The Welsh War of 1287
A List of Early Effigies containing Heraldry    326
The Cost of Troops from the Twelfth to the Fourteenth Centuries    329
In total there are 398 pages of A4 text and illustrations showing the evolution of battle armies and the nature of battle between 1050 and 1300.  

To whet the appetite a short extract without footnotes is reproduced below:

Changing Fashion

When not in combat knights had a reputation to keep and this can be seen to some degree by their mode of dress.  Today we would call this fashion and as at all times some people were avant-garde and others outmoded.  Thus fashion was never exclusive and often several different themes can be seen running together at once.
    At the time of the Norman conquest most French knights were clean shaven with their hair shaved at the back and sides and cut into a bowl shape on top (Fig.14).  Facing them the English thegns tended to be long haired and bearded as were the Welsh, Irish and Scots.  During the reign of William Rufus (1087-1100) the Normans adopted the English fashion of long hair and beards and flashy clothing, much to the disgust of various clerics (Fig.4).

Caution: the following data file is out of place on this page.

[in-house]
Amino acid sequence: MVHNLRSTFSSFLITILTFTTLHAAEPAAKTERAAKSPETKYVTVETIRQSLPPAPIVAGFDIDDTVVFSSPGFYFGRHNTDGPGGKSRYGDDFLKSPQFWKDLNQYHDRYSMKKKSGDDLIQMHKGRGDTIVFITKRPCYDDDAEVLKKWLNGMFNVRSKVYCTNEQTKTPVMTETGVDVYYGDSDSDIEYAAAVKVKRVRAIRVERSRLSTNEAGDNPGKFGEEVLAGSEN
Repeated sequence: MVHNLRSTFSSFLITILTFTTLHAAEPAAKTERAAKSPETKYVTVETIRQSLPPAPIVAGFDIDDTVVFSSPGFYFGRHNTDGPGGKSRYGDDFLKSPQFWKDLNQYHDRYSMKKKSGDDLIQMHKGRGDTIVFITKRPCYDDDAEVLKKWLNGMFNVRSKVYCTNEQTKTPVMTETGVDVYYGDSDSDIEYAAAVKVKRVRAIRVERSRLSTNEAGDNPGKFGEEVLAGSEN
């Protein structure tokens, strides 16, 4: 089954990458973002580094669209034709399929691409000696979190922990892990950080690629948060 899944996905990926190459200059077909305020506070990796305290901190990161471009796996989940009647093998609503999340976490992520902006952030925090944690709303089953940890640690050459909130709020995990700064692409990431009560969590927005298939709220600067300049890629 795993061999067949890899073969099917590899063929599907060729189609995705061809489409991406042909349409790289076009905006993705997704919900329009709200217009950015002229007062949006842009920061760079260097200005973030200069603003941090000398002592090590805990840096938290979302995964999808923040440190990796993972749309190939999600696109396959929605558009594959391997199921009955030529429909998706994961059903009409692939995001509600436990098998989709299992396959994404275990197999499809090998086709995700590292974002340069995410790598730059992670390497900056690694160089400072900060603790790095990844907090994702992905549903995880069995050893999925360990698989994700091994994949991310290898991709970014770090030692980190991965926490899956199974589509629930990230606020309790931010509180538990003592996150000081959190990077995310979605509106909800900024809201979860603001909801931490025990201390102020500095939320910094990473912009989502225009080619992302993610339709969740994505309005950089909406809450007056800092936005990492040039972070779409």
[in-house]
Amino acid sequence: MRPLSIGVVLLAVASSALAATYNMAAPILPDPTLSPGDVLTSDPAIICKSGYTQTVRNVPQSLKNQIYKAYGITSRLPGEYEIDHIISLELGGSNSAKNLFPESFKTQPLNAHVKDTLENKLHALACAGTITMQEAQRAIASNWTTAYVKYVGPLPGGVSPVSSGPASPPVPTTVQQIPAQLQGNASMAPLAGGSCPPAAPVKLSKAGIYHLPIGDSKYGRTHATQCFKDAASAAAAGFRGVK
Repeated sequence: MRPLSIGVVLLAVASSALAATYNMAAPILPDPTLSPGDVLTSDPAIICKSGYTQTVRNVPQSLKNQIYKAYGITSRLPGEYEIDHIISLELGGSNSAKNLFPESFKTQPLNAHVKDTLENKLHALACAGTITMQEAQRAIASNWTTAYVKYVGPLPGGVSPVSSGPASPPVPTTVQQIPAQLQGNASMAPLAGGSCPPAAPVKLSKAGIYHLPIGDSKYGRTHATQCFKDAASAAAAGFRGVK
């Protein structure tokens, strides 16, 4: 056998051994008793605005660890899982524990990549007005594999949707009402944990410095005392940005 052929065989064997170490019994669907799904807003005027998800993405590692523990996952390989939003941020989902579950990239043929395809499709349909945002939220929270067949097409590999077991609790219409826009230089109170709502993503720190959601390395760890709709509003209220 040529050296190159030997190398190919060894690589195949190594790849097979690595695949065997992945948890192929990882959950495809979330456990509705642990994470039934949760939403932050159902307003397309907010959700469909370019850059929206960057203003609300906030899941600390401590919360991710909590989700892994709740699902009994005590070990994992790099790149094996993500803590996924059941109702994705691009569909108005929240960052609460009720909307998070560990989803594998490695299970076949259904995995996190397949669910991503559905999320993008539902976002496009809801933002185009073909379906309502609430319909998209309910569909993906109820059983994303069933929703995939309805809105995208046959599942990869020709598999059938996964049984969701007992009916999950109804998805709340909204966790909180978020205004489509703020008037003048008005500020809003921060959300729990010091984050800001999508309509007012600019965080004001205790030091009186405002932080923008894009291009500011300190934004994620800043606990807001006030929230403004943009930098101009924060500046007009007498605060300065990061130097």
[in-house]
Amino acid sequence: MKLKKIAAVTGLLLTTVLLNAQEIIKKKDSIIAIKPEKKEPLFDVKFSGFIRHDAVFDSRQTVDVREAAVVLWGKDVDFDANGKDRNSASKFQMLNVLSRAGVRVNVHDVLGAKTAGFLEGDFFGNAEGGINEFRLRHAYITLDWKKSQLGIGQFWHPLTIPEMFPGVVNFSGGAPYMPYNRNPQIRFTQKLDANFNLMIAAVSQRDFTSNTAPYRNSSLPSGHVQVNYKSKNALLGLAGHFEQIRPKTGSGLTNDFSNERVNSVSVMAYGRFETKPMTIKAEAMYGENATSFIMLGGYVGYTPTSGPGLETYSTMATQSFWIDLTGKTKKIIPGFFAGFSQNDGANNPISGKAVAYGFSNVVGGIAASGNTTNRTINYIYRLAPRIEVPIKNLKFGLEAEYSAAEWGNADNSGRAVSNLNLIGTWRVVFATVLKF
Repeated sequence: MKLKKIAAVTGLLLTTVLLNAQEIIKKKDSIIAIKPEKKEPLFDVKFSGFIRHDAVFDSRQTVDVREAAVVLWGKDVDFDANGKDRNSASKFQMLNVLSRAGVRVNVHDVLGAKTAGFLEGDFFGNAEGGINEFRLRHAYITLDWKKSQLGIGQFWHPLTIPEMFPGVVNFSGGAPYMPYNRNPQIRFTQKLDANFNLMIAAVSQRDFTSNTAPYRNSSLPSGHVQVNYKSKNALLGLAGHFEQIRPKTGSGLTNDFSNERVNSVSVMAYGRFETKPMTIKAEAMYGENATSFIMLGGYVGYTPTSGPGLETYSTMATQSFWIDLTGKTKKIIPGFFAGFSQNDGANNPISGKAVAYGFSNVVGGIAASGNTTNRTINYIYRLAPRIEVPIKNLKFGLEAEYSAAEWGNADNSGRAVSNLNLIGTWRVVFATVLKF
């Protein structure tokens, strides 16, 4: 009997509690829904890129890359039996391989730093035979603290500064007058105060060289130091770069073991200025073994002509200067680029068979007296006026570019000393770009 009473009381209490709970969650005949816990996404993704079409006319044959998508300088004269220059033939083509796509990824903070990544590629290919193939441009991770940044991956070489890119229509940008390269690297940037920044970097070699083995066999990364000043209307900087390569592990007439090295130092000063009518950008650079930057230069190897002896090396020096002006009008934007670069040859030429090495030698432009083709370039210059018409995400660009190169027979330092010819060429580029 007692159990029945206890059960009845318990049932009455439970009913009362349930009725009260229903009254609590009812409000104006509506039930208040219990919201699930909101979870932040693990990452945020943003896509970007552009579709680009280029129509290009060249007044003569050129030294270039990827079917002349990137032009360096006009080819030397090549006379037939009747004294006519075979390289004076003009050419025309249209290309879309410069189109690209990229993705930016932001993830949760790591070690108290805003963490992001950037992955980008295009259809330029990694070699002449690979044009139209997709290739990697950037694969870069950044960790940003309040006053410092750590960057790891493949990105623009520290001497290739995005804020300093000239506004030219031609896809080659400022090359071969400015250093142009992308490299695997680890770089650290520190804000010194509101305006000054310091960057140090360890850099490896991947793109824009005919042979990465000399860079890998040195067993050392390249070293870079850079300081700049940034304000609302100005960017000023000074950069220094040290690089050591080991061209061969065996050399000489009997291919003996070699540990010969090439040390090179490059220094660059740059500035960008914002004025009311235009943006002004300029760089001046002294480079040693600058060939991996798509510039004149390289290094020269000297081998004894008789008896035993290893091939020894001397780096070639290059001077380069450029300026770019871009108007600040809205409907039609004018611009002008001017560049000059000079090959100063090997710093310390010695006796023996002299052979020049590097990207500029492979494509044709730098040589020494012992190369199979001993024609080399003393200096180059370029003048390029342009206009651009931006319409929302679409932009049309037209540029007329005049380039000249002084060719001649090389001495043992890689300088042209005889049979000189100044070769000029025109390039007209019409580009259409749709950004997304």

A debauched associate called Robert was the first in Rufus' court to introduce the practice of filling the long points of shoes with tow to turn them up like a ram's horn....  They parted their hair from the crown of the head on each side of their forehead and let their locks grow long like women and they wore long shirts and tunics closely tied.  Further they wasted their time spending it according to their own fancy without regard to the law of God or the customs of their fathers.  Night was devoted to banqueting and drunkenness, to silly talk, dice, tables and other games.  Thus the simple habits of our fathers were abandoned in almost all the west of Europe.  They had used a modest dress, well fitted to the proportions of their bodies, which was convenient for riding and walking, and for all active employments as common sense dictated.  But in our days ancient customs were almost all turned over for new fashions.  Our wanton youths are sunk in effeminacy, and the courtiers study to make themselves agreeable to the women by every sort of lasciviousness.  They insert their toes and other extremities of their bodies in things like serpent's tails which look like scorpions.  Sweeping the dusty ground with their prodigious trains of robes and mantles; they cover their hands with gloves too long and wide for doing anything useful and encumbered with these superfluities, lose the free use of their limbs for active employment.  The forehead is bare after the manner of thieves, while on the back they nurture long hair like harlots.  Before penitents, captives and pilgrims usually went unshaven and wore long beards as an outward mark of their penance or captivity or pilgrimage.  Now almost all wear crisped hair and beards, carrying on their faces the tokens of their filthy lust like stinking goats.  Their locks are curled with hot irons and, instead of wearing caps they bind their heads with fillets.  A knight seldom appears in public with his head uncovered, and properly shaved according to the apostolic precept.  Their exterior appearance and dress thus exhibit what are their inward thoughts, and how little reverence they have for God.